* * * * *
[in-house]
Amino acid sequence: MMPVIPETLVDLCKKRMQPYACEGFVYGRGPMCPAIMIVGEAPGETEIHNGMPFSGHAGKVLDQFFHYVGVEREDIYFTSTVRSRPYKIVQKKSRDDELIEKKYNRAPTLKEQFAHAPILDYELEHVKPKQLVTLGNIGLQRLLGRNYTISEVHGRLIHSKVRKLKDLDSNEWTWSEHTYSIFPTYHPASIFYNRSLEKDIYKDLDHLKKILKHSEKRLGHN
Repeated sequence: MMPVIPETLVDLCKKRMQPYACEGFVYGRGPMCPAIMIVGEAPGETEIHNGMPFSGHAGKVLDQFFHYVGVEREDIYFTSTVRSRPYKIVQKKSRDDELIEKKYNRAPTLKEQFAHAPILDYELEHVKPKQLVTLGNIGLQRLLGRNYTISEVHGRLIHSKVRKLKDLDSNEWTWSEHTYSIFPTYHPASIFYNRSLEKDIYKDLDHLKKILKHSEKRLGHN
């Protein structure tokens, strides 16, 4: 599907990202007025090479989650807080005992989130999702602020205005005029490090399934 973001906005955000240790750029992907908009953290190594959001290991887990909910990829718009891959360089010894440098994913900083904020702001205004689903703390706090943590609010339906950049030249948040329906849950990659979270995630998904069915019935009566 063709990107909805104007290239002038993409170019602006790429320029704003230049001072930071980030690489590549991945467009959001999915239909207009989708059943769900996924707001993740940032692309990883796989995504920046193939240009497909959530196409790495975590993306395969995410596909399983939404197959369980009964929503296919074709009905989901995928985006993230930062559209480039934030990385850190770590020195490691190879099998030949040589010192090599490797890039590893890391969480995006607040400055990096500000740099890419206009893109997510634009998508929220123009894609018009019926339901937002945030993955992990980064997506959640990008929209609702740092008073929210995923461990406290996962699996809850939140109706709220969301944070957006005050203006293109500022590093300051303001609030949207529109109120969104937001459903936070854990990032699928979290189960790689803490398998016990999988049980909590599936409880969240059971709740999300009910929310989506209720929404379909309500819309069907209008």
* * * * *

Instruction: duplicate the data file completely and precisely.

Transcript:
[in-house]
Amino acid sequence: MMPVIPETLVDLCKKRMQPYACEGFVYGRGPMCPAIMIVGEAPGETEIHNGMPFSGHAGKVLDQFFHYVGVEREDIYFTSTVRSRPYKIVQKKSRDDELIEKKYNRAPTLKEQFAHAPILDYELEHVKPKQLVTLGNIGLQRLLGRNYTISEVHGRLIHSKVRKLKDLDSNEWTWSEHTYSIFPTYHPASIFYNRSLEKDIYKDLDHLKKILKHSEKRLGHN
Repeated sequence: MMPVIPETLVDLCKKRMQPYACEGFVYGRGPMCPAIMIVGEAPGETEIHNGMPFSGHAGKVLDQFFHYVGVEREDIYFTSTVRSRPYKIVQKKSRDDELIEKKYNRAPTLKEQFAHAPILDYELEHVKPKQLVTLGNIGLQRLLGRNYTISEVHGRLIHSKVRKLKDLDSNEWTWSEHTYSIFPTYHPASIFYNRSLEKDIYKDLDHLKKILKHSEKRLGHN
């Protein structure tokens, strides 16, 4: 599907990202007025090479989650807080005992989130999702602020205005005029490090399934 973001906005955000240790750029992907908009953290190594959001290991887990909910990829718009891959360089010894440098994913900083904020702001205004689903703390706090943590609010339906950049030249948040329906849950990659979270995630998904069915019935009566 063709990107909805104007290239002038993409170019602006790429320029704003230049001072930071980030690489590549991945467009959001999915239909207009989708059943769900996924707001993740940032692309990883796989995504920046193939240009497909959530196409790495975590993306395969995410596909399983939404197959369980009964929503296919074709009905989901995928985006993230930062559209480039934030990385850190770590020195490691190879099998030949040589010192090599490797890039590893890391969480995006607040400055990096500000740099890419206009893109997510634009998508929220123009894609018009019926339901937002945030993955992990980064997506959640990008929209609702740092008073929210995923461990406290996962699996809850939140109706709220969301944070957006005050203006293109500022590093300051303001609030949207529109109120969104937001459903936070854990990032699928979290189960790689803490398998016990999988049980909590599936409880969240059971709740999300009910929310989506209720929404379909309500819309069907209008």